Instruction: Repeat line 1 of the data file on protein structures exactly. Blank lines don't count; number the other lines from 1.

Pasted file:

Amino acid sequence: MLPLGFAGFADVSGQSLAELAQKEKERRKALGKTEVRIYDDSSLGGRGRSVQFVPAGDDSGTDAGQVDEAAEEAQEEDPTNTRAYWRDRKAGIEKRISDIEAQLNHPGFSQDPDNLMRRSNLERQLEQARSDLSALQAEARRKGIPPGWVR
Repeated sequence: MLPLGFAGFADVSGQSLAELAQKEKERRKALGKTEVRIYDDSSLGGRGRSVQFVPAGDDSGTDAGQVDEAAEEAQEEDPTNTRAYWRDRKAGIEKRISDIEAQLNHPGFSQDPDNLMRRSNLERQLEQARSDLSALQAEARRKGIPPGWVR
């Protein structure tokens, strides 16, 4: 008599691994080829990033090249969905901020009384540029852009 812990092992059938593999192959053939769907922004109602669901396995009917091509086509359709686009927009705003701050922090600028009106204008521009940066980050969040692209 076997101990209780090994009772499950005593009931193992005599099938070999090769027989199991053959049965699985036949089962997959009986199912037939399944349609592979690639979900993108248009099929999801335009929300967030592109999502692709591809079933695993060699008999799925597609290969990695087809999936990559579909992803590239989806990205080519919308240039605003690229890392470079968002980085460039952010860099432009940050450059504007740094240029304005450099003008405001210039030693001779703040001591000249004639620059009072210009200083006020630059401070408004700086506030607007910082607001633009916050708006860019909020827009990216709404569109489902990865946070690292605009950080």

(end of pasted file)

Amino acid sequence: MLPLGFAGFADVSGQSLAELAQKEKERRKALGKTEVRIYDDSSLGGRGRSVQFVPAGDDSGTDAGQVDEAAEEAQEEDPTNTRAYWRDRKAGIEKRISDIEAQLNHPGFSQDPDNLMRRSNLERQLEQARSDLSALQAEARRKGIPPGWVR